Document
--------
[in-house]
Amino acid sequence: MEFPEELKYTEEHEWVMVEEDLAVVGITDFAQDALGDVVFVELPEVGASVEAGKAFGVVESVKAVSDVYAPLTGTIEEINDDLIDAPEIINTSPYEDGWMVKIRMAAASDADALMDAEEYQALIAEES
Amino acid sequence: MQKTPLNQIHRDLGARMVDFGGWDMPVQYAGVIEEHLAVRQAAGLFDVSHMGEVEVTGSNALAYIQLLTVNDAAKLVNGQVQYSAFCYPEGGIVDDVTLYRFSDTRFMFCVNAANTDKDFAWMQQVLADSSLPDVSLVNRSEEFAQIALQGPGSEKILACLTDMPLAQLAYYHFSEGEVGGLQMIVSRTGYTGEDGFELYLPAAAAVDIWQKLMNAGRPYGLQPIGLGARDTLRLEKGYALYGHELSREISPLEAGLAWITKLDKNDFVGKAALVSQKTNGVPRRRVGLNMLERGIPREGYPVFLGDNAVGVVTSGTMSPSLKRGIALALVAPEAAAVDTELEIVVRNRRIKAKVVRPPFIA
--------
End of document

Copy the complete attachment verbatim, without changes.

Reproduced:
[in-house]
Amino acid sequence: MEFPEELKYTEEHEWVMVEEDLAVVGITDFAQDALGDVVFVELPEVGASVEAGKAFGVVESVKAVSDVYAPLTGTIEEINDDLIDAPEIINTSPYEDGWMVKIRMAAASDADALMDAEEYQALIAEES
Amino acid sequence: MQKTPLNQIHRDLGARMVDFGGWDMPVQYAGVIEEHLAVRQAAGLFDVSHMGEVEVTGSNALAYIQLLTVNDAAKLVNGQVQYSAFCYPEGGIVDDVTLYRFSDTRFMFCVNAANTDKDFAWMQQVLADSSLPDVSLVNRSEEFAQIALQGPGSEKILACLTDMPLAQLAYYHFSEGEVGGLQMIVSRTGYTGEDGFELYLPAAAAVDIWQKLMNAGRPYGLQPIGLGARDTLRLEKGYALYGHELSREISPLEAGLAWITKLDKNDFVGKAALVSQKTNGVPRRRVGLNMLERGIPREGYPVFLGDNAVGVVTSGTMSPSLKRGIALALVAPEAAAVDTELEIVVRNRRIKAKVVRPPFIA